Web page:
Below are the steps you are going to want to follow when you remove a crank with a puller. After you understand that process, we’ll share the adaptations you need to make when a puller is not available for the crank. This process can be done right to remove cranks, with or without a puller. No matter what you have on hand, we’ll share how to remove bike crank.
Step One: Make Sure Your Hands are Protected
While you are in the process of removing a crank from a bike, it’s not uncommon to sustain hand injuries if you aren’t protecting your hands. This most often occurs due to the teeth that are part of the chainring on your bicycle when taking off the crank. Having some kind of protection on your hands is the best way to prevent yourself from this kind of injury and others related to the crank.
To get started, what you should do is shift the chain, so it is using the largest chainring. The easiest way to do this is by using the bike’s gearing mechanism. You can also use another item, like a stick, if you’re in a situation where you need to do so.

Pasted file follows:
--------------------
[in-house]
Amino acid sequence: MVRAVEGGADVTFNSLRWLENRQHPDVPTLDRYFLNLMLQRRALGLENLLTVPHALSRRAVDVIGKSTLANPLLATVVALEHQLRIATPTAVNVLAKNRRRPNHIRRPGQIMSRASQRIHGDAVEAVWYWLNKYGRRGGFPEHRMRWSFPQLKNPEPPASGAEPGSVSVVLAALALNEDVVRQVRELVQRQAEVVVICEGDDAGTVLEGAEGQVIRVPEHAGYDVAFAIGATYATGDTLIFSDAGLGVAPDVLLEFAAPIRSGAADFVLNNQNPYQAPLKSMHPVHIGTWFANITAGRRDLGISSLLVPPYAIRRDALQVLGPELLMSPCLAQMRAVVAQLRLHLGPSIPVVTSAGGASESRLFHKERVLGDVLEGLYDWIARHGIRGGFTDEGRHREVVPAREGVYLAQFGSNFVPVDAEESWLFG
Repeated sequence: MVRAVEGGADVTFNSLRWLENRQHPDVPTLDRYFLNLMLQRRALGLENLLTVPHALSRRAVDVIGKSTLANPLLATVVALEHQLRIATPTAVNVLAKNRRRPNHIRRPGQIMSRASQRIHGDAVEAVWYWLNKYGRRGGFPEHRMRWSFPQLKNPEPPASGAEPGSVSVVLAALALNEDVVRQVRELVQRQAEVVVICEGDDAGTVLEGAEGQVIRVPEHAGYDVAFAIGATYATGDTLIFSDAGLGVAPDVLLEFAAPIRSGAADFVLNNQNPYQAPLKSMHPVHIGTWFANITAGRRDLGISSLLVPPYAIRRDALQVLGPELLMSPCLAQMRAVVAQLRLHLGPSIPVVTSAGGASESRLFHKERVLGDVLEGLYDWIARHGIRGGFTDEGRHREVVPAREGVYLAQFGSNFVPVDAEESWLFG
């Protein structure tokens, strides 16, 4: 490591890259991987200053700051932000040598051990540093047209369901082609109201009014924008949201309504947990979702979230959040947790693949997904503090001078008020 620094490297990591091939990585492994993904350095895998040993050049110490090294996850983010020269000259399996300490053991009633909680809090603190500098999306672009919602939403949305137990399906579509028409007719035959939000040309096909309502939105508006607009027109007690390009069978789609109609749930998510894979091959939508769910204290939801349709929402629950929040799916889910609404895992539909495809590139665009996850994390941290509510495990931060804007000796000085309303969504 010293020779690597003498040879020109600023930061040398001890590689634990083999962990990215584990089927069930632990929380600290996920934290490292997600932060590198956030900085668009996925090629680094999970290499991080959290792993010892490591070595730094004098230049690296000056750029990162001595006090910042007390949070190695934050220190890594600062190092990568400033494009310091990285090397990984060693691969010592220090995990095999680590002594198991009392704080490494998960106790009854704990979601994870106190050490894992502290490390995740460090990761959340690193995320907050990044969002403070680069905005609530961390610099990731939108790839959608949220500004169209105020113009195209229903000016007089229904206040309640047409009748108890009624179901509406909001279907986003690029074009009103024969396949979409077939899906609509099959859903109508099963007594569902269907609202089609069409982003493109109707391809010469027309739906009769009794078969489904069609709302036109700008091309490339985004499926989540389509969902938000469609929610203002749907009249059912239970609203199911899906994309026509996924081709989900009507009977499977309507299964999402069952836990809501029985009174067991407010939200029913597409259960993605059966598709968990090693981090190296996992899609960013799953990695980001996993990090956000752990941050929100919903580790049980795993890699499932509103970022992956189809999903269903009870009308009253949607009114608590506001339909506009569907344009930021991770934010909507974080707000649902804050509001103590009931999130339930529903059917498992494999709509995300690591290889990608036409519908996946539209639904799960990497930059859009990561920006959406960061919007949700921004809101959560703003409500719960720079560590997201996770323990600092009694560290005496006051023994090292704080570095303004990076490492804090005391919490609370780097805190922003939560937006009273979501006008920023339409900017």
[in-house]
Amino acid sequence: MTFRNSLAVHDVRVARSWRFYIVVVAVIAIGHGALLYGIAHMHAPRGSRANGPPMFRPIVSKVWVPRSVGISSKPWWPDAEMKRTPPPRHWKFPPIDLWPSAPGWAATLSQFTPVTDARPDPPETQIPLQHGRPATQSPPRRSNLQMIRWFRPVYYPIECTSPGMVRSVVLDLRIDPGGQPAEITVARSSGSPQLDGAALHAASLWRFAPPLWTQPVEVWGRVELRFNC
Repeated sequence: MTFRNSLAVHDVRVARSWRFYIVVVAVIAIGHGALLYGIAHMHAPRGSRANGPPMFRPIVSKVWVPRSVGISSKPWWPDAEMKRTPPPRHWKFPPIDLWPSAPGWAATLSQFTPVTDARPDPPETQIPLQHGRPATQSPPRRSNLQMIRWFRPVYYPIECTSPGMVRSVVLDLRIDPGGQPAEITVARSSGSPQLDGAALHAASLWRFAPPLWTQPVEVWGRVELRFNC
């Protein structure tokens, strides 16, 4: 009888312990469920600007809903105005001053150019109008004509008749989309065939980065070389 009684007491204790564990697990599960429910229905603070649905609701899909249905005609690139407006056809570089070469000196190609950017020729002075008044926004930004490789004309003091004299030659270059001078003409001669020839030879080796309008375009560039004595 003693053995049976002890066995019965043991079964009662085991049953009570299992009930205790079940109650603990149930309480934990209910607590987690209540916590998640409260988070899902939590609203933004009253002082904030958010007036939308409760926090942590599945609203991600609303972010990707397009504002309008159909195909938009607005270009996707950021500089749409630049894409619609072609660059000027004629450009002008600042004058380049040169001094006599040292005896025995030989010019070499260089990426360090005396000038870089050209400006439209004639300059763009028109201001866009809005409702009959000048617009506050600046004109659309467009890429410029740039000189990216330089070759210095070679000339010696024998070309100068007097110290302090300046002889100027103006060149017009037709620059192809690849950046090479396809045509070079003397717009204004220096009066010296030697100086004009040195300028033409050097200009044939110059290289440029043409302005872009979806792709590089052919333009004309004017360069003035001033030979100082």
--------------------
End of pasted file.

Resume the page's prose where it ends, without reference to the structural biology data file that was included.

If you’re using a stick or another item, place the stick on the chains and then lift gently. Next, place the chain delicately on the largest chainring in a secure manner. After you have the largest chainring on, you can move forward.
Step Two: Remove the Crank Bolts or Nuts
The next step is to remove the crank nut or bolt, which loosens the crankset so you can more easily remove it in a straightforward manner. This process involves turning the crank bolts or nut in a counterclockwise direction. Make sure that you do this steadily and slowly to prevent causing yourself any injuries as you work with the bolts on the crank.
If the bolt is an invisible type, you will first eliminate the dust caps on the bike bolt crank. Prying the threads out after taking out the bolt or removing it altogether is another option when working with the crank. However, there are different kinds of caps that have to be removed in distinct ways from the bolt. In some cases, you simply pry them off, while in other cases, you may need to thread them out.